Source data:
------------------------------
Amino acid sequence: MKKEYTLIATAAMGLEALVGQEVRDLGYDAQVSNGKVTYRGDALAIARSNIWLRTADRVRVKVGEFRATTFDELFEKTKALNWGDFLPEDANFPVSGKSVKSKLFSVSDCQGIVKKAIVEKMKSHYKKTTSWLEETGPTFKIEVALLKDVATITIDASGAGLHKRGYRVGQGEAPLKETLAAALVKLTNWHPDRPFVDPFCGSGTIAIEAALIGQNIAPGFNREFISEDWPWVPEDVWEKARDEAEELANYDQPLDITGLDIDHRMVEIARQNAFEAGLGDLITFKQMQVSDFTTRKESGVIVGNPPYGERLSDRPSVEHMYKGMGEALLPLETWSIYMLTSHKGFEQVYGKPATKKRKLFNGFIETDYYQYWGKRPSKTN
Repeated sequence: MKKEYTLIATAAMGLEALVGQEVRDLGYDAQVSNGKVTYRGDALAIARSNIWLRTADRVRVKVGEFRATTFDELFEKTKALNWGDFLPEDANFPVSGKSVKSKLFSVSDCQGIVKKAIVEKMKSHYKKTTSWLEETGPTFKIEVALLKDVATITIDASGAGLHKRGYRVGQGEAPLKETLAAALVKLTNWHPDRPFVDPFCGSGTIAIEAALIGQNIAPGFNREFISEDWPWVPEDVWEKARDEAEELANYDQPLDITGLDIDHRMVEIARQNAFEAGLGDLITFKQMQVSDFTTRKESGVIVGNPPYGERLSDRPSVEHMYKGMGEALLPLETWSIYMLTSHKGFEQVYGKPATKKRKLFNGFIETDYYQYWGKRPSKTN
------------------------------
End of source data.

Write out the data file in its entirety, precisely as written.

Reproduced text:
Amino acid sequence: MKKEYTLIATAAMGLEALVGQEVRDLGYDAQVSNGKVTYRGDALAIARSNIWLRTADRVRVKVGEFRATTFDELFEKTKALNWGDFLPEDANFPVSGKSVKSKLFSVSDCQGIVKKAIVEKMKSHYKKTTSWLEETGPTFKIEVALLKDVATITIDASGAGLHKRGYRVGQGEAPLKETLAAALVKLTNWHPDRPFVDPFCGSGTIAIEAALIGQNIAPGFNREFISEDWPWVPEDVWEKARDEAEELANYDQPLDITGLDIDHRMVEIARQNAFEAGLGDLITFKQMQVSDFTTRKESGVIVGNPPYGERLSDRPSVEHMYKGMGEALLPLETWSIYMLTSHKGFEQVYGKPATKKRKLFNGFIETDYYQYWGKRPSKTN
Repeated sequence: MKKEYTLIATAAMGLEALVGQEVRDLGYDAQVSNGKVTYRGDALAIARSNIWLRTADRVRVKVGEFRATTFDELFEKTKALNWGDFLPEDANFPVSGKSVKSKLFSVSDCQGIVKKAIVEKMKSHYKKTTSWLEETGPTFKIEVALLKDVATITIDASGAGLHKRGYRVGQGEAPLKETLAAALVKLTNWHPDRPFVDPFCGSGTIAIEAALIGQNIAPGFNREFISEDWPWVPEDVWEKARDEAEELANYDQPLDITGLDIDHRMVEIARQNAFEAGLGDLITFKQMQVSDFTTRKESGVIVGNPPYGERLSDRPSVEHMYKGMGEALLPLETWSIYMLTSHKGFEQVYGKPATKKRKLFNGFIETDYYQYWGKRPSKTN